Soundtrack: Venetian Snares, Aanguish
Inglorion finds it difficult to fall into trance. The stone bench is hard; he’s distracted by the unfamiliar sensation of cold radiating from his tattoo; he hasn’t eaten since he came to the Underdark. His cell is remote and quiet, so there’s no one to ask about details of schedule. He’s been provided with soap and a small basin of water. He drinks some of the water, and saves the rest to tend his tattoo.
After he’s endured a poor trance and an interminable wait, Clytemnestra comes for him again. As they stride down a series of hallways, she instructs him on how to walk and when to genuflect. Philomela will be there; he must keep his gaze lowered, and he must not look at Alecto, either. As always, she makes him repeat everything back. He wonders if she’s neglecting other duties to lead him around and provide terse instructions about how to conduct himself in ceremonial spaces.
The temple is small — intimate, even. The pillars and walls are elaborately carved in relief, and the floor consists of an abstract mosaic. There’s an altar, an altar rail, and, several feet away, a dais with a chair and desk. The Duchess is seated there, dressed in leather and wearing a small ruff made from the pelt of an animal he does not recognize. She does not acknowledge his presence, and remains disengaged throughout. She and Clytemnestra converse briefly in low tones, and various retainers come and go during the ceremony. He has the sense that she’s receiving routine reports and briefings.
Alecto approaches him at the altar rail, where Clytemnestra has placed him. “You’re fasting?”
“You may address me as madam. You haven’t eaten anything for at least a day? There is some risk of vomiting with the drug I’m about to administer.”
“Oh. No, madam. I haven’t eaten.”
“You may kneel.”
He kneels at the altar rail, and she adjusts his right arm so that it’s outstretched, wrist up. She applies a tourniquet, finds a vein, slips a needle in, and administers what seems to be a lengthy, massive injection. The fluid is cold — he can feel it flowing from the injection site. He shudders, feels faint. The gray use needles only for tattooing, and rarely for that. “Count backwards from 10,” she says. “You’re almost there.”
“Ten, nine, eight….” He pauses, becomes confused, forgets what he’s doing. The shot contains a hallucinogen. His memories of the ceremony will be shuffled in with dreams, visions.
He remembers being stretched out on the altar. He doesn’t know how he got there. Surely he’s too heavy for Alecto to lift? He’s naked, covered briefly with a roiling blanket of spiders, none larger than a fingertip.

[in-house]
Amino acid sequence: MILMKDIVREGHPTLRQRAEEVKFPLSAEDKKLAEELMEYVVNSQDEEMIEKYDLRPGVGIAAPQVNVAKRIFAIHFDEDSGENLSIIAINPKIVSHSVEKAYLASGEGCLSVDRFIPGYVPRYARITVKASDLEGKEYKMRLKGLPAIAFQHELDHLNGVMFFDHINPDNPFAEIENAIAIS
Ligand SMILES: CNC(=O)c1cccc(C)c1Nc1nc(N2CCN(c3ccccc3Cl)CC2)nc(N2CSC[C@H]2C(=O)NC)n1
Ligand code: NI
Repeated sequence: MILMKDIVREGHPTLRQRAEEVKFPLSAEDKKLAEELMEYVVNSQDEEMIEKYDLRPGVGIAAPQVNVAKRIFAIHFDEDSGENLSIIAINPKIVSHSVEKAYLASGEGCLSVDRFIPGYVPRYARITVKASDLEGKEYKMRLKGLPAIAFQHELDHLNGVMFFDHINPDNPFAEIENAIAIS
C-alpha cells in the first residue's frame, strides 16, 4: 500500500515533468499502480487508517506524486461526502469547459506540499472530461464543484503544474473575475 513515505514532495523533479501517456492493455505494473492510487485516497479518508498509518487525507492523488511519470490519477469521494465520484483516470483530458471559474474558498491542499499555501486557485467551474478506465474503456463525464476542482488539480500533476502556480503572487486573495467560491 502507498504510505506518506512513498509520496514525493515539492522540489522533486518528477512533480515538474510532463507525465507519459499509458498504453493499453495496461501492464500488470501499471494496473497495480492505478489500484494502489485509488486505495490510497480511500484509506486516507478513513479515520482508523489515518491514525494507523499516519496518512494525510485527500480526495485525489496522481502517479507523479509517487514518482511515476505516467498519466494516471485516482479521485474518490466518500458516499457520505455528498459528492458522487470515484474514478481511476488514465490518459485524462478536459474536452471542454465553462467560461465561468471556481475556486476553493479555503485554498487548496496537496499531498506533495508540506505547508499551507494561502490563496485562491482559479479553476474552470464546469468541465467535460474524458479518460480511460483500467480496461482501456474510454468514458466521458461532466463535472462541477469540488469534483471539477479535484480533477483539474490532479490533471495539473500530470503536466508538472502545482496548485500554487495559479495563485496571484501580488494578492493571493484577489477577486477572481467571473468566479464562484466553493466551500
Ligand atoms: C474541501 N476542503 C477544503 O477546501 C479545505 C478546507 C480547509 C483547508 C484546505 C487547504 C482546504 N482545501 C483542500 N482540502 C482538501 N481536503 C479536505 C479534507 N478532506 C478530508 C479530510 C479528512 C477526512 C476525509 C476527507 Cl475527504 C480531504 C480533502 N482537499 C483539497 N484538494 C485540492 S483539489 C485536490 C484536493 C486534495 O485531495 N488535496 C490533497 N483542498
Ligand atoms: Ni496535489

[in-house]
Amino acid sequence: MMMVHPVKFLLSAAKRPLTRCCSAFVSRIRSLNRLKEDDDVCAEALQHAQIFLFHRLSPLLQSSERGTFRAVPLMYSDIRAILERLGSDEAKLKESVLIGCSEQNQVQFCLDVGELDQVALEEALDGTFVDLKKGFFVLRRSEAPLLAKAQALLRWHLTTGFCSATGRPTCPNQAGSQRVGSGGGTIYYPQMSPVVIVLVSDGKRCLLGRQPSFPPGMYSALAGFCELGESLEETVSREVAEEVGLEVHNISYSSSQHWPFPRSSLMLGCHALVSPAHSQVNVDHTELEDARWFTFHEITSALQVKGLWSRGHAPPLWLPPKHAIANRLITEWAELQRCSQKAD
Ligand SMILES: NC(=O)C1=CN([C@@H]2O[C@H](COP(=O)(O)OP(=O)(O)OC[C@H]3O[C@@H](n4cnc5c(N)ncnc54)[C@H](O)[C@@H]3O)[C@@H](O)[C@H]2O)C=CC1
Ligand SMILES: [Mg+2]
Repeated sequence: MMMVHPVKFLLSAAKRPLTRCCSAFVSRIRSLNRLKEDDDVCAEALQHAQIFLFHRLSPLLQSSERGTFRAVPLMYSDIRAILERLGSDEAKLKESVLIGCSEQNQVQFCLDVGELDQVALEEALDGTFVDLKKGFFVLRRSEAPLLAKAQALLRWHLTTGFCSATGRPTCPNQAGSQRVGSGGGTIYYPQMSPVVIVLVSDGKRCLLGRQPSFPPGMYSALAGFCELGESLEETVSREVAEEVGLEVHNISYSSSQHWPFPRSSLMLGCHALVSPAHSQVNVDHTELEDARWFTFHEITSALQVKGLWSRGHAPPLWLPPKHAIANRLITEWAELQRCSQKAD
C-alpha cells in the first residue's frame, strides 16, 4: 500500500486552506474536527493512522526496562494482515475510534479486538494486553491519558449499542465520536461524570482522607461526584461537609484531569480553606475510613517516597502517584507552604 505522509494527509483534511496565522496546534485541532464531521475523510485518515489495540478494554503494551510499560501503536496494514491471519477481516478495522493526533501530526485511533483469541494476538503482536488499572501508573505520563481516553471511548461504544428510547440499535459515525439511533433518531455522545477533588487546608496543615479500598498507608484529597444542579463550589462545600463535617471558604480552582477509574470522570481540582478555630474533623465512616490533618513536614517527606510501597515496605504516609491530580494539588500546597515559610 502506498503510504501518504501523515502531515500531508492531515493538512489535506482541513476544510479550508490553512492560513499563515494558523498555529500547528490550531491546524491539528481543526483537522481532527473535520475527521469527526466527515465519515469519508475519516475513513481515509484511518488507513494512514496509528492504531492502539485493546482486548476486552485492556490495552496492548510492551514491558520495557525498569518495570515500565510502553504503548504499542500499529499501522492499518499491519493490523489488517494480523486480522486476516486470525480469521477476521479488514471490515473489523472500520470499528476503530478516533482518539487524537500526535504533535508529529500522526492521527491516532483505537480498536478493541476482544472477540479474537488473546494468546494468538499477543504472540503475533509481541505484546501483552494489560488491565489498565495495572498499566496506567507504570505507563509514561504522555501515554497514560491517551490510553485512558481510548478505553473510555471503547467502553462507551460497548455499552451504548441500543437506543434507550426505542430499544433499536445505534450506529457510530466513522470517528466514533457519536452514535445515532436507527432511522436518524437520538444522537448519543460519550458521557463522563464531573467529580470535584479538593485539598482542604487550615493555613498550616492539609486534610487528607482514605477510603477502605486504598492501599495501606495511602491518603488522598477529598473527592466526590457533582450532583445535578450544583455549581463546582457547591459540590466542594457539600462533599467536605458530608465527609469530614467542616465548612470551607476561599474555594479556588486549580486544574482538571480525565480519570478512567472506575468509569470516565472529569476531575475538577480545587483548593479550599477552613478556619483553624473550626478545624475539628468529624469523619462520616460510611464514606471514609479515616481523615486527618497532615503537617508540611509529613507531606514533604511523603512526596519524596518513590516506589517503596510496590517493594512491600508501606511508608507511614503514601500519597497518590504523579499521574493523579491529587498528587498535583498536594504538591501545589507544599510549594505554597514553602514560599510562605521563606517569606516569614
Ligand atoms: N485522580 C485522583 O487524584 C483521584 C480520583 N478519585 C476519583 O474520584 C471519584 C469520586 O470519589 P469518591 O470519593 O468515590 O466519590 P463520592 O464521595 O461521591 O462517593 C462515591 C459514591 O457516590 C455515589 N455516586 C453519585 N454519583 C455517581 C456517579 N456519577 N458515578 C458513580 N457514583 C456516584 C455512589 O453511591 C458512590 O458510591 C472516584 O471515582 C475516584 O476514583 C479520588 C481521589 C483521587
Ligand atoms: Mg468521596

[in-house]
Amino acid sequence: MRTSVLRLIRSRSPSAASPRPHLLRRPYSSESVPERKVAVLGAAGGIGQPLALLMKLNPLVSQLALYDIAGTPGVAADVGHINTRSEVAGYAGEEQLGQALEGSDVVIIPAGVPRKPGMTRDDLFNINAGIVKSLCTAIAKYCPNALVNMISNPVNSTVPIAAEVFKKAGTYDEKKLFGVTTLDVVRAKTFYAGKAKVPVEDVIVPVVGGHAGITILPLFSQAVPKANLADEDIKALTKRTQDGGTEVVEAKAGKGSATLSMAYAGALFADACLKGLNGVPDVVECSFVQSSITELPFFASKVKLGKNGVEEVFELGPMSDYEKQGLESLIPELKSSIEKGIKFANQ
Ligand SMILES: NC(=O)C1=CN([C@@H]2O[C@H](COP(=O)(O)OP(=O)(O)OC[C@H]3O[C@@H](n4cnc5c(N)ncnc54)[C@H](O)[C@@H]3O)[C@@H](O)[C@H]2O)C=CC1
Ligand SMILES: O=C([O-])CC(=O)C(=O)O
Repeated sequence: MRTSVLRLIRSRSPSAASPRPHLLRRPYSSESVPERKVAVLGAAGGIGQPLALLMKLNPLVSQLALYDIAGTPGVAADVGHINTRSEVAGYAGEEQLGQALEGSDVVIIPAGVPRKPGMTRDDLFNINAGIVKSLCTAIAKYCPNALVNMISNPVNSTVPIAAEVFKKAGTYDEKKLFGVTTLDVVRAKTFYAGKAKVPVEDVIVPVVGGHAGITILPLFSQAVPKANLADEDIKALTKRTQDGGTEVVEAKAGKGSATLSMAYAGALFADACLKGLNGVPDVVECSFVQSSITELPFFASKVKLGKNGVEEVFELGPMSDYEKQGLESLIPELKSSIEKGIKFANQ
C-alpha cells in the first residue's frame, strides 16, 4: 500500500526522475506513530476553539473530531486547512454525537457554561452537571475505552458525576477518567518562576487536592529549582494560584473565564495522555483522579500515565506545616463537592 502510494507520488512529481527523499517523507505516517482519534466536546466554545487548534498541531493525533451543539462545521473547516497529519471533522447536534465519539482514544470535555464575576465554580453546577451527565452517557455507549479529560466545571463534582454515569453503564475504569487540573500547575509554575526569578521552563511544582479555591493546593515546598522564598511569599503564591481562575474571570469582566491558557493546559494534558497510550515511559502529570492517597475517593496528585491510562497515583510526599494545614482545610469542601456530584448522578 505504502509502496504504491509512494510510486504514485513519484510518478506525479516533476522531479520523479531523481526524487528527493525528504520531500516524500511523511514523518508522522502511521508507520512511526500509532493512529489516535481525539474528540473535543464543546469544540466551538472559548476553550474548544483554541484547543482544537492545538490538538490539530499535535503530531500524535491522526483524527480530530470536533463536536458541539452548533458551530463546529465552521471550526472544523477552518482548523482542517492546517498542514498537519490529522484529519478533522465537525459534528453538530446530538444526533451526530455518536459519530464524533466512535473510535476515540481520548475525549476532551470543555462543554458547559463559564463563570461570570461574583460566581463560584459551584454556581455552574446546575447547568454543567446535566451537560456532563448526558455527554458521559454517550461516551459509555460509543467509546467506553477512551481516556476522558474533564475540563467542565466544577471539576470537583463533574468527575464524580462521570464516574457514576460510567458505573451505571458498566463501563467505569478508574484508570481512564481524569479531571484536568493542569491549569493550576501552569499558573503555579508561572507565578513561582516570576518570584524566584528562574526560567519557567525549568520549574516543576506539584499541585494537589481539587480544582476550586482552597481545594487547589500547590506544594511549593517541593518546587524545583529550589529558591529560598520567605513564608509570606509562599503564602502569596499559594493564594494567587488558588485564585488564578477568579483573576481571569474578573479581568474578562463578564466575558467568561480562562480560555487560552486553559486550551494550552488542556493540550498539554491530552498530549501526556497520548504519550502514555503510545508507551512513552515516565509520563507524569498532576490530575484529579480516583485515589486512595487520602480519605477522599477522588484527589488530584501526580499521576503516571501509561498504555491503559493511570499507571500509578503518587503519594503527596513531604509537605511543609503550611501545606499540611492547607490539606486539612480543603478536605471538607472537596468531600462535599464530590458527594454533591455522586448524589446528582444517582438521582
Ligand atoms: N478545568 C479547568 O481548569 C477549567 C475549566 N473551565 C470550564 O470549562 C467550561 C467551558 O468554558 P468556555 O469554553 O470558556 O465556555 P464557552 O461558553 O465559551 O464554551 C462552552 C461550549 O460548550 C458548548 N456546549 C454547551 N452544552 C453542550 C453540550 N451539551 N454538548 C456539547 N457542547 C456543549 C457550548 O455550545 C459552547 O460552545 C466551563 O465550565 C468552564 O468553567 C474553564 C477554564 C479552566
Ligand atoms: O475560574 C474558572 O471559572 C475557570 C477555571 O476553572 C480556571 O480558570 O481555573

He receives another tattoo: His name in Drow characters, wrapped around his left forearm. As Alecto works the needle, he becomes preoccupied with the lattice of faint white scars. He becomes convinced that they form words, and that he must read them before they’re covered by the progress of Alecto’s needle. He tries to struggle. She holds him firmly, and he keeps losing his purpose, distracted by the pain of infinite tiny wounds.
Though he can see her hands at work, he comes to feel that he’s tattooing himself. He imagines that he’s holding his own skin taut, plying the needle, wiping away blood and excess ink. As the drug hits fully, he begins to sweat and shake. His limbs become slippery with sweat, and Alecto must blot his skin almost continuously. As he watches the tattoo progressing underneath his skin, cold and dark against white-hot flesh, the characters slip, and realign to form a playing card: The Jack of Hearts. Right profile, warpaint on flesh. Left profile, a skull. The two flip rapidly, merging into a single image.
His father’s flayed head.
A dead child.
Alecto reaches his wrist, and the images melt into the pain of needle over bone. He returns to characters and flesh, his name: Inglorion Atropos Androktasiai.
Why did you do it? she asks casually, without looking down. Her lips are not moving.
He cannot answer.
She continues, What happened to you?
I don’t know.
Why did you come here?
I had a vision.
She looks at him with infinite sympathy. You will know, and soon.
He tries to avert his eyes, and cannot. He keeps forgetting the simple task he’s been given. Will I be punished?
No. But you will suffer. It’s usual to suffer three times, or 27. Perhaps 40. No more than 108. Anything more would be excessive. The gods choke you, but they don’t smother you.
Relief courses through his body. Now he knows. He has a number: No more than 108. There’s a limit to what will be asked of him.
Philomela’s advisers come and go like ants harvesting sugar. He sweats and shivers. The tattoo continues. He thinks, No more than 108, but it doesn’t occur to him to wonder, 108 what? Miles, or moments, or lashes across his back? He believes he can survive now.
It ends. He finds himself in a small room, on a bed. He is naked. The bedclothes are soaked with sweat. He hears Alecto say, “This is your room, your bed. Rest now. Someone will come for you presently.”